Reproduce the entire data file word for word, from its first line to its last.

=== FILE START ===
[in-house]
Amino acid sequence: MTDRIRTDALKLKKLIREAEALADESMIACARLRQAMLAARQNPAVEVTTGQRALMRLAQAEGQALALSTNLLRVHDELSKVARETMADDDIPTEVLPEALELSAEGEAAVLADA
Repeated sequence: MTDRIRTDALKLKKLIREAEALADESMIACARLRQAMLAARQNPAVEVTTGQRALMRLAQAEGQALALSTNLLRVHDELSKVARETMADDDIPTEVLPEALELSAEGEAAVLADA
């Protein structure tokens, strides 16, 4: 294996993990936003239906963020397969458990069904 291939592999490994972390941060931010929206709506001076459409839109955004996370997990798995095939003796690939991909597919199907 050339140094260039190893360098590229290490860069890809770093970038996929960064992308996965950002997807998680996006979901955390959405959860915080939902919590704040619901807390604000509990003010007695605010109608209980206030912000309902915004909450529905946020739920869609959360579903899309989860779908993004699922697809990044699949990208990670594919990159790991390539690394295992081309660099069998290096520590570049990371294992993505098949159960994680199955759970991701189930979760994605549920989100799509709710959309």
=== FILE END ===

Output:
[in-house]
Amino acid sequence: MTDRIRTDALKLKKLIREAEALADESMIACARLRQAMLAARQNPAVEVTTGQRALMRLAQAEGQALALSTNLLRVHDELSKVARETMADDDIPTEVLPEALELSAEGEAAVLADA
Repeated sequence: MTDRIRTDALKLKKLIREAEALADESMIACARLRQAMLAARQNPAVEVTTGQRALMRLAQAEGQALALSTNLLRVHDELSKVARETMADDDIPTEVLPEALELSAEGEAAVLADA
């Protein structure tokens, strides 16, 4: 294996993990936003239906963020397969458990069904 291939592999490994972390941060931010929206709506001076459409839109955004996370997990798995095939003796690939991909597919199907 050339140094260039190893360098590229290490860069890809770093970038996929960064992308996965950002997807998680996006979901955390959405959860915080939902919590704040619901807390604000509990003010007695605010109608209980206030912000309902915004909450529905946020739920869609959360579903899309989860779908993004699922697809990044699949990208990670594919990159790991390539690394295992081309660099069998290096520590570049990371294992993505098949159960994680199955759970991701189930979760994605549920989100799509709710959309």